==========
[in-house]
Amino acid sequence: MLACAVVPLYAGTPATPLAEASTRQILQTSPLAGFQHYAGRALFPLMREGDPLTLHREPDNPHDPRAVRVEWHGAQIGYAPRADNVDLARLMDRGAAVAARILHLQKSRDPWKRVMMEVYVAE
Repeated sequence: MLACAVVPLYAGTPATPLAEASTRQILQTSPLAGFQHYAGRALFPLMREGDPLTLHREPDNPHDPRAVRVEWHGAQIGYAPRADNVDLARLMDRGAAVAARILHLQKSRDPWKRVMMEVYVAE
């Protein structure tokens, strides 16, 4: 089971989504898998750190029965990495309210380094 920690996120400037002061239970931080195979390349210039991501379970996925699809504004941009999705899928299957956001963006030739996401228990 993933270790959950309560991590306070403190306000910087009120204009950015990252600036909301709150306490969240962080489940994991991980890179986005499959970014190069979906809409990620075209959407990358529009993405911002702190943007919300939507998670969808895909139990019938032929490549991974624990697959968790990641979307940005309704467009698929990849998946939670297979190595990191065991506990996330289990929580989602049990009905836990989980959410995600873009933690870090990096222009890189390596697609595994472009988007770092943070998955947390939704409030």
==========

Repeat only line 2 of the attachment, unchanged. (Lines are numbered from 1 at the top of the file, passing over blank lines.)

Amino acid sequence: MLACAVVPLYAGTPATPLAEASTRQILQTSPLAGFQHYAGRALFPLMREGDPLTLHREPDNPHDPRAVRVEWHGAQIGYAPRADNVDLARLMDRGAAVAARILHLQKSRDPWKRVMMEVYVAE